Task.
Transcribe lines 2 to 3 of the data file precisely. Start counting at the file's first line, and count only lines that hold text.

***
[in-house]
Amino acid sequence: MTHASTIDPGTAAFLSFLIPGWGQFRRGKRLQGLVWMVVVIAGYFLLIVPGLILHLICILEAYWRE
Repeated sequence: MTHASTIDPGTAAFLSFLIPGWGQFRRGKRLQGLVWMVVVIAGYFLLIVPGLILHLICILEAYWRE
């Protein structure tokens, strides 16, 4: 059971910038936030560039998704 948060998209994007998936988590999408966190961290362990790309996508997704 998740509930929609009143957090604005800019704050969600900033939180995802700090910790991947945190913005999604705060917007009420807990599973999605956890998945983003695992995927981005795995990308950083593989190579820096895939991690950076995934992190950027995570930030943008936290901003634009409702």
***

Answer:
Amino acid sequence: MTHASTIDPGTAAFLSFLIPGWGQFRRGKRLQGLVWMVVVIAGYFLLIVPGLILHLICILEAYWRE
Repeated sequence: MTHASTIDPGTAAFLSFLIPGWGQFRRGKRLQGLVWMVVVIAGYFLLIVPGLILHLICILEAYWRE